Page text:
Application of Wearable Biosensors to Construction Sites. II: Assessing Workers' Physical Demand

Houtan Jebelli, Byungjoo Choi, Sanghyun Lee

Research output: Contribution to journalArticlepeer-review


The construction industry is one of the world's most labor-intensive industries. In it, workers are challenged almost every day by highly demanding physical tasks. Although current methods [e.g., the National Institute for Occupational Safety and Health (NIOSH)] to investigate the physical demands of various tasks provide valuable information with which to evaluate certain manual handling tasks, they may be limited to consideration of unique characteristics of each individual (e.g., physiological characteristics) and environmental conditions (e.g., ambient temperature and humidity). In other words, given the same task, different workers experience different levels of exertion. To address this problem, the objective of this research is to develop a procedure for automatic predictions of demand levels based on physiological signals collected from workers. To achieve the objective, workers' physiological signals were captured using a wristband-type biosensor while they performed regular tasks in the field. Various physiological responses were extracted from the artifact-corrected physiological signals. The rate of energy expenditure, estimated using an energy-expenditure prediction program (EEPP), was used as a baseline to separate tasks into low-, moderate-, and high-intensity activities. Then, a supervised-machine-learning model was trained by applying a Gaussian kernel support vector machine. The results led to a prediction accuracy of 90% in recognizing low and high physical-intensity levels and 87% for low, moderate, and high physical-intensity levels. The main contribution to the body of knowledge is the development of an automatic and noninvasive method for assessing workers' physical demands in the field. This study will contribute to improving construction workers' productivity, safety, and general well-being through the early detection of highly physically demanding tasks in the field.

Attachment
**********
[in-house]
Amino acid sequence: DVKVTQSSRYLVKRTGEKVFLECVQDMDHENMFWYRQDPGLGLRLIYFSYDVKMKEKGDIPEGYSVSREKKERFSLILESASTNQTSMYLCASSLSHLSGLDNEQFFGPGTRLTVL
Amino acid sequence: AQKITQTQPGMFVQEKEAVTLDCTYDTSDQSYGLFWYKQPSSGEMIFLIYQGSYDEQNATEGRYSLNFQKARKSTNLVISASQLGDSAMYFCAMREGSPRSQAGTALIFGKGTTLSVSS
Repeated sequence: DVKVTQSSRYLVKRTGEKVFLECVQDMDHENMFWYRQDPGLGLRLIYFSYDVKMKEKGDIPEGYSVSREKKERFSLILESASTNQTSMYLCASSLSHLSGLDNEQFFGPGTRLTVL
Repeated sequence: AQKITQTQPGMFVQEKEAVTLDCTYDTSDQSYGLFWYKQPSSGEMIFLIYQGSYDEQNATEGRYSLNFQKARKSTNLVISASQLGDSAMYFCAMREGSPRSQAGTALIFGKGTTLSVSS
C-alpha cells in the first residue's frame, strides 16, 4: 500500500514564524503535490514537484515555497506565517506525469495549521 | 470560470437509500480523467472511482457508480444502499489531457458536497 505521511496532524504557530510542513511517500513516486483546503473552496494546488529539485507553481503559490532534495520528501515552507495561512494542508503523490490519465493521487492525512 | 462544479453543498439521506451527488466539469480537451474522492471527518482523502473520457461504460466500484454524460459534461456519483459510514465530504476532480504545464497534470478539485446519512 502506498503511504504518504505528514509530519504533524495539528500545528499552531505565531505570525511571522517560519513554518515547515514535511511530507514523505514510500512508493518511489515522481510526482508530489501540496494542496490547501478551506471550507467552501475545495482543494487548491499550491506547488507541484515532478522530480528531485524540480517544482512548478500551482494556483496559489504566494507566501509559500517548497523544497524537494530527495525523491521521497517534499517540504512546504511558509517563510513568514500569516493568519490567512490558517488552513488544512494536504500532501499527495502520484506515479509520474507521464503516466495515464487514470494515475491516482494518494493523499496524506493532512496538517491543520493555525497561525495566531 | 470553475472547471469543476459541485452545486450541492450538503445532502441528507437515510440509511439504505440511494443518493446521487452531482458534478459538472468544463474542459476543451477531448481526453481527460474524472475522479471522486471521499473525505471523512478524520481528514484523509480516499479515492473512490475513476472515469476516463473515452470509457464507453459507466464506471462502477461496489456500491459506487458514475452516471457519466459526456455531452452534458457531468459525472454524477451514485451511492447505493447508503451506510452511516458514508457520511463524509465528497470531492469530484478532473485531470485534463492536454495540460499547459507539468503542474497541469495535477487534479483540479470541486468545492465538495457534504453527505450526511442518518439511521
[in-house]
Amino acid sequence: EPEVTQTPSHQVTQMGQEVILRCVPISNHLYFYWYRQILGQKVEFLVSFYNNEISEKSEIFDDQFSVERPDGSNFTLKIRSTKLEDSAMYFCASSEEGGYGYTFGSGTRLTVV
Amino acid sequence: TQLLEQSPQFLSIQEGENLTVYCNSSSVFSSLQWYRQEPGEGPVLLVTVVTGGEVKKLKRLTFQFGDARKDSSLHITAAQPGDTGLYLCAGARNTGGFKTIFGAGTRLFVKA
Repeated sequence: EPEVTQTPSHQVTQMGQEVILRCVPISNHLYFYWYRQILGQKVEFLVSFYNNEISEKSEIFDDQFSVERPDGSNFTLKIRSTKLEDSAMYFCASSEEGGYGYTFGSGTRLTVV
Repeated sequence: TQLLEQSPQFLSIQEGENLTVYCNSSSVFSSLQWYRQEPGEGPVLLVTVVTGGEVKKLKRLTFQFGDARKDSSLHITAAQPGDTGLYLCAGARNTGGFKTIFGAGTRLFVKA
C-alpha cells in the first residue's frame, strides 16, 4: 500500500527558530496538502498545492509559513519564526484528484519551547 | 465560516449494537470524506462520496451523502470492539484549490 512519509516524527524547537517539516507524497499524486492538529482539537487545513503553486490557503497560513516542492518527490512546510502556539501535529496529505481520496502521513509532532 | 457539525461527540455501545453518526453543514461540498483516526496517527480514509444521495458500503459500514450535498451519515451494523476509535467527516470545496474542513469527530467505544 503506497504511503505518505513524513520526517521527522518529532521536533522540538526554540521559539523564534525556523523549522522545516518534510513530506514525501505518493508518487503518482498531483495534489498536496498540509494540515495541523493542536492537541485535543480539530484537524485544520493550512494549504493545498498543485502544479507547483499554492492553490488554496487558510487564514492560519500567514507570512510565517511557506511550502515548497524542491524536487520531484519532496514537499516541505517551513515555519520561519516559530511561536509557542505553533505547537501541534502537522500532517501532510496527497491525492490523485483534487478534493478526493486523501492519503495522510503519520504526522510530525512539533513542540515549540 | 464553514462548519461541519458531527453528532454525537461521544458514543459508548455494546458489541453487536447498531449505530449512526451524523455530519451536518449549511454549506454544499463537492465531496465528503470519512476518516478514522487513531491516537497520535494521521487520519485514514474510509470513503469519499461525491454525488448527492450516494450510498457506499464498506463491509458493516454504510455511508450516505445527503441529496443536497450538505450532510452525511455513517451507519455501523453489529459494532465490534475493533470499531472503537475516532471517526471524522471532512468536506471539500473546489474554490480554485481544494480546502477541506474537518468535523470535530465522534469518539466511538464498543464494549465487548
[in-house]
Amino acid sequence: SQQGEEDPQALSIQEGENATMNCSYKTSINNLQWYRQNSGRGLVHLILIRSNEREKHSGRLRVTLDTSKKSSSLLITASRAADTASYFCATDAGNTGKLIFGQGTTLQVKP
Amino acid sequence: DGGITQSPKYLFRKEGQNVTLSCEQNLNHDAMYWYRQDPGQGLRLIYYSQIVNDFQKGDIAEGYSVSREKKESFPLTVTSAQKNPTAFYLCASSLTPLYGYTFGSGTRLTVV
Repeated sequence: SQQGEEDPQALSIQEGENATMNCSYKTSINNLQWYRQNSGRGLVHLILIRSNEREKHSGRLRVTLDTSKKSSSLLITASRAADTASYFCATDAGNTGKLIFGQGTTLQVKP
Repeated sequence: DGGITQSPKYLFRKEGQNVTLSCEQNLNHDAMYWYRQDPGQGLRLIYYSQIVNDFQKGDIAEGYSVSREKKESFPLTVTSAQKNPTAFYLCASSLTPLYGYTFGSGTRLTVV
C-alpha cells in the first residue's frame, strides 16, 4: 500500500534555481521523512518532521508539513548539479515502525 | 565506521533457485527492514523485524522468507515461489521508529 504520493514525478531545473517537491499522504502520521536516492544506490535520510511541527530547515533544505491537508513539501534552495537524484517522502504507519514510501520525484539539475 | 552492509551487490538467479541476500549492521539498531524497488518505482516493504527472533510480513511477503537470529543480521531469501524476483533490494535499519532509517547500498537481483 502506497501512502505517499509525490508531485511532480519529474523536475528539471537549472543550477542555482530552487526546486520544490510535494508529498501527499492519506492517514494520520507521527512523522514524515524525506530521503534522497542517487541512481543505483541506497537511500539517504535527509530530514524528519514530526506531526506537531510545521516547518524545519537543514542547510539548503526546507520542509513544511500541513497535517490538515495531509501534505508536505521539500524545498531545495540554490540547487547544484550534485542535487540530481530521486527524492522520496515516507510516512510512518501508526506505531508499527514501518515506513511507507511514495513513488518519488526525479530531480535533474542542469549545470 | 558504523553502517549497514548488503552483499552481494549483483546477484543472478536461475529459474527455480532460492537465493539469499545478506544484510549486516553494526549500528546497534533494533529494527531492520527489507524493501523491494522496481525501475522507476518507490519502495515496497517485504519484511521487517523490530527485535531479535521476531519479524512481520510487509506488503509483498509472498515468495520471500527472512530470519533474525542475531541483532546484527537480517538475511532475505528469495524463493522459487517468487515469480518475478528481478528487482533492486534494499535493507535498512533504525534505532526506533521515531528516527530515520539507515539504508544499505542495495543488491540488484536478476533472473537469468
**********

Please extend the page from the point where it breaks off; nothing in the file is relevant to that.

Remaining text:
Original languageEnglish (US)
Article number04019080
JournalJournal of Construction Engineering and Management
Issue number12
StatePublished - Dec 1 2019
Externally publishedYes


  • Construction worker physical demand
  • Health and productivity
  • Occupational stress
  • Physiological signals
  • Supervised learning
  • Wearable biosensor
  • Worker safety

ASJC Scopus subject areas

  • Civil and Structural Engineering
  • Building and Construction
  • Industrial relations
  • Strategy and Management


Dive into the research topics of 'Application of Wearable Biosensors to Construction Sites. II: Assessing Workers' Physical Demand'. Together they form a unique fingerprint.

Cite this